Supreme Court rules against PSNI on flag protests

Supreme Court rules against PSNI on flag protests

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Pacemaker

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The Supreme Court said that the PSNI had “misconstrued their legal powers to stop parades”

A Belfast resident has won an appeal at the Supreme Court that the PSNI were wrong to allow union flag protests go ahead.

There were widespread loyalist protests across Northern Ireland after Belfast City Council decided not to fly the Union flag at the City Hall every day of the year in December 2012.

A High Court judge in Belfast ruled in 2014 that the PSNI should not have facilitated illegal parades.

The ruling was quashed after an appeal.

However, the Supreme Court has unanimously overturned that decision and said that the PSNI “misconstrued their legal powers to stop parades”.

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AFP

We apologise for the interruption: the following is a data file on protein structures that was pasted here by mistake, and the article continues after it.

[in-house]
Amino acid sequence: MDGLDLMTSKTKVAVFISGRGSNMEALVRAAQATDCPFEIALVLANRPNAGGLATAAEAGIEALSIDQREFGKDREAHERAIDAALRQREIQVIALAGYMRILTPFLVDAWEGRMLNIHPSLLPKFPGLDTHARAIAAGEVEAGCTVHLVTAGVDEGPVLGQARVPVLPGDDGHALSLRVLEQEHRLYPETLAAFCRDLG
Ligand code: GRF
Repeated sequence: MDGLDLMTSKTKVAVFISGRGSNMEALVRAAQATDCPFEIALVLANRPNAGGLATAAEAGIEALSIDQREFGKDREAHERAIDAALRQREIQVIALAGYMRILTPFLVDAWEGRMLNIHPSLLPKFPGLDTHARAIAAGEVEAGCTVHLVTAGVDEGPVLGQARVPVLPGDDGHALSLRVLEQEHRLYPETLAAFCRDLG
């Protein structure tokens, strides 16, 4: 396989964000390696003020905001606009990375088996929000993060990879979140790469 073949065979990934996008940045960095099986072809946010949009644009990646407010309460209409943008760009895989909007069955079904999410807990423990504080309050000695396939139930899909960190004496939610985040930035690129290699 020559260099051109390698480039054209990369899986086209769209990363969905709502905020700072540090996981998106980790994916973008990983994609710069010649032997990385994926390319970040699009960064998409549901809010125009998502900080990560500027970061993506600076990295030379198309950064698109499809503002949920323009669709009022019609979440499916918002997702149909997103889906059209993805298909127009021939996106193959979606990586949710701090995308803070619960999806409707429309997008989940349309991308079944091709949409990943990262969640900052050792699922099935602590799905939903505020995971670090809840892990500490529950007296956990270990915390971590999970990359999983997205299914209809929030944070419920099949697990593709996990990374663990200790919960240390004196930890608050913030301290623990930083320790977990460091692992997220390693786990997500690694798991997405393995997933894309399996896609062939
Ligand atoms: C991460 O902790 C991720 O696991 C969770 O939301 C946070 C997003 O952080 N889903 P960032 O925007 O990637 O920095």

Image caption

There were protests in December 2012 after Belfast City Council decided not to fly the union flag at City Hall every day of the year

The case was taken to the Supreme Court by a resident from Belfast’s Short Strand area, who cannot be named to protect his safety.

The flag protests included a weekly parade between east Belfast and Belfast’s City Hall, which passed the Short Strand.

The resident had claimed that the PSNI had failed in their legal duty to stop the parades.

The PSNI had argued that they did not have the legal powers to stop the parades, and warned that doing so might have made the situation worse.

The original claim by the resident was upheld by the High Court who said that the PSNI had had not understood the full scope of their powers.

In its full judgement, the Supreme Court agreed with the High Court and said it was “right to conclude that the police laboured under a misapprehension as to the extent of their powers”.

Source: BBC News – Northern Ireland

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